Algebra II with Trigonometry
The Algebra II lessons in the Home Study Companion series are based on Paul A. Foerster's Algebra and Trigonometry: Functions and Applications. This textbook is available as part of Prentice Hall's Classics series, or in older editions through various used book sources (e.g. try Amazon.com). Homeschool parents can order teachers' manuals and solution manuals from Prentice Hall theough their "Oasis" program. The text is a true classic!
Paul A. Foerster has taught mathematics at Alamo Heights High School in San Antonio, Texas since 1961. In that same year he received his teaching certificate from Texas A&M University. His B.S. degree in Chemical Engineering and M.A. degree in Mathematics are from the University of Texas. Among many honors, he was awarded the Presidential Award for Excellence in Mathematics Teaching in 1983. He brings to his teaching and textbook writing the insights from his engineering background. His textbooks contain some of the best collections of real-world applications to be found in any algebra textbook.
The topics covered in this course include Functions and Relations, Systems of Linear Equations and Inequalities, Quadratic Functions and Relations, Higher Degree Polynomials, Complex Numbers, Exponential and Logarithmic Functions, Rational Algebraic Functions, Irrational Algebraic Functions, Sequence and Series, Probability, Data Analysis, and an Introduction to Trigonometry.
Whether or not parents feel comfortable with this material themselves, the students would benefit by being introduced to these topics by an experienced teacher. That is what these video lessons provide. The lessons cover not only new techniques, but new levels of problem solving skills and new models for thinking about practical problems mathematically. All the topics learned in Algebra I are deepened and put into an expanded context. This level of material cannot simply be "presented": it must be taught.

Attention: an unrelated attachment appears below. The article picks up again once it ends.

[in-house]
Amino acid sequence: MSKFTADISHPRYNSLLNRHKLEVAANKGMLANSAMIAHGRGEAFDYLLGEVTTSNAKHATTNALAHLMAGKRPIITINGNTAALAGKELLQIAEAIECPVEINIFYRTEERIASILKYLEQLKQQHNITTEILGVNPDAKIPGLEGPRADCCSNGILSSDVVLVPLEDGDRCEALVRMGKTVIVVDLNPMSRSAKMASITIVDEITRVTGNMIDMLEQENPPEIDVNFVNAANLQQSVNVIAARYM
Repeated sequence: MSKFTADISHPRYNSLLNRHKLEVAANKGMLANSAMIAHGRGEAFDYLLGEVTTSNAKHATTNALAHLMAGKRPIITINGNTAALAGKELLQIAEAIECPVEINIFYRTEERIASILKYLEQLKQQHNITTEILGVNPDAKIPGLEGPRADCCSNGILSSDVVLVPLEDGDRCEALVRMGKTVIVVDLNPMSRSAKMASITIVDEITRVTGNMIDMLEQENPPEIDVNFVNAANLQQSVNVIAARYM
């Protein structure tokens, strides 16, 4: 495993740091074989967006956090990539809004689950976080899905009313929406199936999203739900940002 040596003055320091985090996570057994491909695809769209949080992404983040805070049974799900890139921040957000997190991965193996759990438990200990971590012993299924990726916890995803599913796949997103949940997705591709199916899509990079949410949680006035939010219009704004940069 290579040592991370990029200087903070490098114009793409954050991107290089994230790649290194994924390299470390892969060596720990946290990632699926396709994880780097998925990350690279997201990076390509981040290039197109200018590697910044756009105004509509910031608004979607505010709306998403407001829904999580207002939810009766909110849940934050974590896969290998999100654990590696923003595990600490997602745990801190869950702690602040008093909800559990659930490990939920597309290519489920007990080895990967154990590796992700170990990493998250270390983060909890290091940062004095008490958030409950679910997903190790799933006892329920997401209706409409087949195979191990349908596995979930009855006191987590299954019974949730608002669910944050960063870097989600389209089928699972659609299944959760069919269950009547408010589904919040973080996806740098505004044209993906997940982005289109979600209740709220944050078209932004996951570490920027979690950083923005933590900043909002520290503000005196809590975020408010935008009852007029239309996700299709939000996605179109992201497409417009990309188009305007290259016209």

Where appropriate the text introduces computer programming problems to extend pencil and paper solutions and to better approximate real-world scale problems. The Math Without Borders DVD illustrates solutions of the programming problems using spreadsheet programming. Spreadsheets are a good, transparent way to lay out many kinds of programming solutions. The spreadsheet programs covered here can be created using Microsoft Excel (available commercially) or equally well using the spreadsheet component of the free, open source program suite, Open Office. (The programming solutions shown on the disk are done in Open Office, but saved in a format that can be opened with either Open Office or Excel.)
The lessons for this course are distributed on a single DVD ROM, are based on "screen-capture video" technology. To the user they appear as "whiteboard lectures" (see screenshot below).
You will need to separately purchase a copy of Foerster's Algebra and Trigonometry: Functions and Applications. The lessons are based on the Prentice Hall Classics version, but there are only minor differences between this and earlier versions. These may be obtained from Pearson-Prentice Hall, Amazon.com, or elsewhere.
A number of parents have asked how to pace of the class over the course of a school year. In a home schooling environment the schedule can, and probably should, be more flexible than in a standard classroom. The ultimate basis for setting the pace is the level of understanding of the student. This text is designed to be a 1-year course, but I know some people spread it out over two years. The ability and readiness of the student should be the determining factor.
Mathematics textbooks are generally structured on the assumption of covering one section per day, with extra days for testing, review, and re-teaching of the more difficult topics. The table below should help. If you typically cover 1 section per day you would have 38 extra days in a 185 day school year. I would recommend spending 2-3 days for the final word-problem section of each chapter. The problems that are worked out on the videos would be a reasonable selection of problems to assign. If more practice is needed you could select additional odd numbered problems, whose answers are in the back of the text.
I highly recommend that parents be closely involved with the students' progress. The surest way to get behind is to allow students to "slip through" the material without demonstrating that they understand it thoroughly. When this happens early in the course, you will find them unprepared for the work later in the course.
For testing, you could use the Chapter Review and/or Chapter Test sections found at the end of each chapter, or you could pick a selection of easier and harder problems from each section of the chapter. You should always insist that all the work be shown on the same page as the answers. If your students say they can do the problems in their head, ask them to show you on paper what is going on in their head. If they insist that it is a one-step mental problem, have them explain their reasoning to you. I recommend treating this as a practical rather than a moral issue, although you will have to find your own balance on that question.